Many investors are still learning about the various metrics that can be useful when analysing a stock. This article is for those who would like to learn about Return On Equity (ROE). By way of learning-by-doing, we'll look at ROE to gain a better understanding of Merck & Co., Inc. (NYSE:MRK).
Return on equity or ROE is a key measure used to assess how efficiently a company's management is utilizing the company's capital. In short, ROE shows the profit each dollar generates with respect to its shareholder investments.
How Do You Calculate Return On Equity?
Return on equity can be calculated by using the formula:
Return on Equity = Net Profit (from continuing operations) ÷ Shareholders' Equity
So, based on the above formula, the ROE for Merck is:
38% = US$11b ÷ US$28b (Based on the trailing twelve months to June 2020).
The 'return' refers to a company's earnings over the last year. That means that for every $1 worth of shareholders' equity, the company generated $0.38 in profit.
Does Merck Have A Good ROE?
Arguably the easiest way to assess company's ROE is to compare it with the average in its industry. Importantly, this is far from a perfect measure, because companies differ significantly within the same industry classification. As is clear from the image below, Merck has a better ROE than the average (15%) in the Pharmaceuticals industry.
That's what we like to see. With that said, a high ROE doesn't always indicate high profitability. Aside from changes in net income, a high ROE can also be the outcome of high debt relative to equity, which indicates risk. To know the 2 risks we have identified for Merck visit our risks dashboard for free.
The Importance Of Debt To Return On Equity
Companies usually need to invest money to grow their profits. The cash for investment can come from prior year profits (retained earnings), issuing new shares, or borrowing. In the first and second cases, the ROE will reflect this use of cash for investment in the business. In the latter case, the debt used for growth will improve returns, but won't affect the total equity. Thus the use of debt can improve ROE, albeit along with extra risk in the case of stormy weather, metaphorically speaking.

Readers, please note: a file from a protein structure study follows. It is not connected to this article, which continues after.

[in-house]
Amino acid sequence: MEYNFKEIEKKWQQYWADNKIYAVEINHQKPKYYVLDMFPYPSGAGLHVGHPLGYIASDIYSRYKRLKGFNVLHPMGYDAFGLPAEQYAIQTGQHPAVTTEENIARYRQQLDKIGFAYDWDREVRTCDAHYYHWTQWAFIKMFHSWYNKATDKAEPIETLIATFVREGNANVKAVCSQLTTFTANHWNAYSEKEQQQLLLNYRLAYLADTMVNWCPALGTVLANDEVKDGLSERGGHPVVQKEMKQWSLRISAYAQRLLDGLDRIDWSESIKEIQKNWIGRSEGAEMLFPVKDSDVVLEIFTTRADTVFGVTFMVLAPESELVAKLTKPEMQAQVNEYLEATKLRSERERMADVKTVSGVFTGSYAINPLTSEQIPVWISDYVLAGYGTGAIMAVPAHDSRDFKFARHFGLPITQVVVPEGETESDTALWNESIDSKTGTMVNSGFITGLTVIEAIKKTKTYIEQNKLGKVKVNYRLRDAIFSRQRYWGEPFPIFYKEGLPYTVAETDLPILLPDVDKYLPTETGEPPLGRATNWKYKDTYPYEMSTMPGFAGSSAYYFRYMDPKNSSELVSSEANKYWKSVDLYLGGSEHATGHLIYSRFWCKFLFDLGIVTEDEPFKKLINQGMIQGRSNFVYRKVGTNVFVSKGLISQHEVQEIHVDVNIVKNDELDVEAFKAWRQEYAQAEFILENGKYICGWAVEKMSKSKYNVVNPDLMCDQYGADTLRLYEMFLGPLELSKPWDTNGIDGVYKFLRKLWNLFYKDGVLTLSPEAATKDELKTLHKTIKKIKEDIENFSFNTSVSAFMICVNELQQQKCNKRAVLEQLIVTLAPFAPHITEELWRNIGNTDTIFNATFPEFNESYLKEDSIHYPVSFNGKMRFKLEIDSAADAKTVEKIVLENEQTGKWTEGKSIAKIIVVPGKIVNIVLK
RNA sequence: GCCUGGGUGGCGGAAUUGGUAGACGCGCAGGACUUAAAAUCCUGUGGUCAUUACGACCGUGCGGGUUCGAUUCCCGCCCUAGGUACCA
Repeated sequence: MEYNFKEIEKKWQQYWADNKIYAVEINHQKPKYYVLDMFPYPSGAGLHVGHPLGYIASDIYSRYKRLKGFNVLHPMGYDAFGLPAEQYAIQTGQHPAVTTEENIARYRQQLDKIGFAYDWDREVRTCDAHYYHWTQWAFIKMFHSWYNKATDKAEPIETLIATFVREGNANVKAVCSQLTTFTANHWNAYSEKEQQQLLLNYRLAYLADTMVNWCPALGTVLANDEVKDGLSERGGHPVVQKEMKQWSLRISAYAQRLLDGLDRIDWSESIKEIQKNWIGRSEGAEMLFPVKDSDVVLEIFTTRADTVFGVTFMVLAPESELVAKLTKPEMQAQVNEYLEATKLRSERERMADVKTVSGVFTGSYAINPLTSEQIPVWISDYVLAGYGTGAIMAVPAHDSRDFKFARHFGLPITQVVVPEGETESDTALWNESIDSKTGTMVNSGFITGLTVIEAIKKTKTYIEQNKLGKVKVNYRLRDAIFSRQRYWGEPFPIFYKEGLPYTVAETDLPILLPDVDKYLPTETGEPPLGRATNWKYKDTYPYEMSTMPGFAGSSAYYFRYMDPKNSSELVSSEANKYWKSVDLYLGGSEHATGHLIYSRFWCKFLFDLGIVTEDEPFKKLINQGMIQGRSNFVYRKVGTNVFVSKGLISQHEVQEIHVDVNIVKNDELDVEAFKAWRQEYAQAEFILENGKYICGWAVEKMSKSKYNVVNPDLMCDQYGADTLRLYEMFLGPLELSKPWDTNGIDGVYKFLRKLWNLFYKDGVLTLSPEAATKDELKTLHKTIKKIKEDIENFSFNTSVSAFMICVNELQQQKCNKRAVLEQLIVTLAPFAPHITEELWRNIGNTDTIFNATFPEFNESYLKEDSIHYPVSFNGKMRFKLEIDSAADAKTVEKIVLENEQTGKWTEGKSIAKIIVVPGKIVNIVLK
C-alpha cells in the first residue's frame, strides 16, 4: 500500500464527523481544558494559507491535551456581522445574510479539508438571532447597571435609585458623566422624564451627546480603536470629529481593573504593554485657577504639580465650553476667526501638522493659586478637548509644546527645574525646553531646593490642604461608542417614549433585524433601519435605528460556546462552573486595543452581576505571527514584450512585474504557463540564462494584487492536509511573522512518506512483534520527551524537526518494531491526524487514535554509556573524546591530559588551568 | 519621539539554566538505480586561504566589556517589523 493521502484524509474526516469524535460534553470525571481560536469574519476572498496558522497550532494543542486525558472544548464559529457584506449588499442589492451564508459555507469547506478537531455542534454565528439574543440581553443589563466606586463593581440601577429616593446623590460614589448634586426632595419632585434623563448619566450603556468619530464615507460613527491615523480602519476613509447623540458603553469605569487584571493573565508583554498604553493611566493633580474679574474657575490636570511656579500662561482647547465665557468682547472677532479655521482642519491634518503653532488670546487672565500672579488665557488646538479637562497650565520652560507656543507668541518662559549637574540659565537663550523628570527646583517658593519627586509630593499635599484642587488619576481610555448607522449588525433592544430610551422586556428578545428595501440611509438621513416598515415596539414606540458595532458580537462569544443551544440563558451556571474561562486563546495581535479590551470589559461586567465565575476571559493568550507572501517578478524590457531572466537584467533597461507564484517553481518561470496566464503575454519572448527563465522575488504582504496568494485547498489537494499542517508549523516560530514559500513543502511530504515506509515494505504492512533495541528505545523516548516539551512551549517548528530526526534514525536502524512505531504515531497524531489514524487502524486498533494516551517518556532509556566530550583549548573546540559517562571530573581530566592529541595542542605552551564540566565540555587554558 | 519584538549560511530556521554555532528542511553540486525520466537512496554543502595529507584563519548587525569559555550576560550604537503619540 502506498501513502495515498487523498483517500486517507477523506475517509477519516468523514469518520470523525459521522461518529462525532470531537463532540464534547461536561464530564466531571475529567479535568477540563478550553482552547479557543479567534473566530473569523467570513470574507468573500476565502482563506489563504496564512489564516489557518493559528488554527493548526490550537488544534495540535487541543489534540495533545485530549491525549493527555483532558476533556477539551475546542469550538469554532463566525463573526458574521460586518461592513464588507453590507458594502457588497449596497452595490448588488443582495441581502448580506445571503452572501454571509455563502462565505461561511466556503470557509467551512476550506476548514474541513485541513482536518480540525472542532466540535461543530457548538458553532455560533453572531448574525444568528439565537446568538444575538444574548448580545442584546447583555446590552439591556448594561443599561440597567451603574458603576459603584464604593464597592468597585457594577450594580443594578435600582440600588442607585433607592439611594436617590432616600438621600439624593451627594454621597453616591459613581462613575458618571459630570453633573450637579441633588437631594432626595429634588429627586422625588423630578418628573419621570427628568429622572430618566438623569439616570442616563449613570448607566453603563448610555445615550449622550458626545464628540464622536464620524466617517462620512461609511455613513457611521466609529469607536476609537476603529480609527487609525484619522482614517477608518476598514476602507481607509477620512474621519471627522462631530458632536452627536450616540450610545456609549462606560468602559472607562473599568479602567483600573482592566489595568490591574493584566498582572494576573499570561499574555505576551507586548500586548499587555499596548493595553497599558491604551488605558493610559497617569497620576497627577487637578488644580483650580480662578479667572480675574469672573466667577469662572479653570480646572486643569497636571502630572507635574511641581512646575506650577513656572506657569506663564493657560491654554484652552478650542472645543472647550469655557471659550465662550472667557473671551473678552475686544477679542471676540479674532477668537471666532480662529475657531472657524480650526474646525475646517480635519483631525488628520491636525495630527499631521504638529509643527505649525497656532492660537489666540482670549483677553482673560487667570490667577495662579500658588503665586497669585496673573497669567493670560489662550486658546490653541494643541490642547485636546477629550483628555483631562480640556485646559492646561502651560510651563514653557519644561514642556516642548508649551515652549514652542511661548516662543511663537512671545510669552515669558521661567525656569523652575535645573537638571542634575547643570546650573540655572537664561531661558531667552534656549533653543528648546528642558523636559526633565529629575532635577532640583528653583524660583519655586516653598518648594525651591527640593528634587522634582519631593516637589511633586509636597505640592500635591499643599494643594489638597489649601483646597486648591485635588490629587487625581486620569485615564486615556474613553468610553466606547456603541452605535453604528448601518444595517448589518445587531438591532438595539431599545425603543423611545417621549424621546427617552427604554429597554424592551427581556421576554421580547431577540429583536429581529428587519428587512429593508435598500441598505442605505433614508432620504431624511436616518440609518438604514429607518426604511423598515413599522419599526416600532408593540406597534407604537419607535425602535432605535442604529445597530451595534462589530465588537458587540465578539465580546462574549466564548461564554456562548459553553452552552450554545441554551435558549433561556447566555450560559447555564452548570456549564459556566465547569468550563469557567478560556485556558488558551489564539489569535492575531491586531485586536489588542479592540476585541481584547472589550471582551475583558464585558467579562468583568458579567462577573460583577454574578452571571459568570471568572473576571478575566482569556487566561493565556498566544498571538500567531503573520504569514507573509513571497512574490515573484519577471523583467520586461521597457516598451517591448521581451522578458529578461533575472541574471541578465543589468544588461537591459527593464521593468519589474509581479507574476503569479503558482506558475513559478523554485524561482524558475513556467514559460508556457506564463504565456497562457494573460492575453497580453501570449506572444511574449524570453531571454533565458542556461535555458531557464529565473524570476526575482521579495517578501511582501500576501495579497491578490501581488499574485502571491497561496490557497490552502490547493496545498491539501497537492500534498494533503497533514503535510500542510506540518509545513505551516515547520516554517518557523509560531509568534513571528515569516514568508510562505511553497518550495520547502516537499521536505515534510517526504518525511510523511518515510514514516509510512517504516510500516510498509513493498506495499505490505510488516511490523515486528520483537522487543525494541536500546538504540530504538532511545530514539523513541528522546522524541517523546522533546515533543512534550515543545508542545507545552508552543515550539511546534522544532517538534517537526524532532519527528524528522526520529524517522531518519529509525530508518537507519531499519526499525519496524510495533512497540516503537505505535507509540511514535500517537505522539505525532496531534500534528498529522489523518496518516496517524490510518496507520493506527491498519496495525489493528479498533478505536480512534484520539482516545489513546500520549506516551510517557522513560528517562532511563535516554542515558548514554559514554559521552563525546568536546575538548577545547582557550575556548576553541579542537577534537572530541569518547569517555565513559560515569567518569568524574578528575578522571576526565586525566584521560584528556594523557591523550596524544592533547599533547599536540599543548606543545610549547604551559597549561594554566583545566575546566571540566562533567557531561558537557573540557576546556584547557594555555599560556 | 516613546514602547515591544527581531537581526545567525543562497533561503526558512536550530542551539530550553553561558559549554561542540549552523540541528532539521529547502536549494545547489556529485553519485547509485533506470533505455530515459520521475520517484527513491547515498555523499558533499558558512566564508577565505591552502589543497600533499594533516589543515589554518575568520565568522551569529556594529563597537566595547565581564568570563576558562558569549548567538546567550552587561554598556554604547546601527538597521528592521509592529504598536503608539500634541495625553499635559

Combining Merck's Debt And Its 38% Return On Equity
It's worth noting the high use of debt by Merck, leading to its debt to equity ratio of 1.08. There's no doubt the ROE is impressive, but it's worth keeping in mind that the metric could have been lower if the company were to reduce its debt. Debt does bring extra risk, so it's only really worthwhile when a company generates some decent returns from it.
Return on equity is one way we can compare its business quality of different companies. In our books, the highest quality companies have high return on equity, despite low debt. If two companies have the same ROE, then I would generally prefer the one with less debt.
Having said that, while ROE is a useful indicator of business quality, you'll have to look at a whole range of factors to determine the right price to buy a stock. It is important to consider other factors, such as future profit growth -- and how much investment is required going forward. So I think it may be worth checking this free report on analyst forecasts for the company.
Of course, you might find a fantastic investment by looking elsewhere. So take a peek at this free list of interesting companies.
This article by Simply Wall St is general in nature. It does not constitute a recommendation to buy or sell any stock, and does not take account of your objectives, or your financial situation. We aim to bring you long-term focused analysis driven by fundamental data. Note that our analysis may not factor in the latest price-sensitive company announcements or qualitative material. Simply Wall St has no position in any stocks mentioned.
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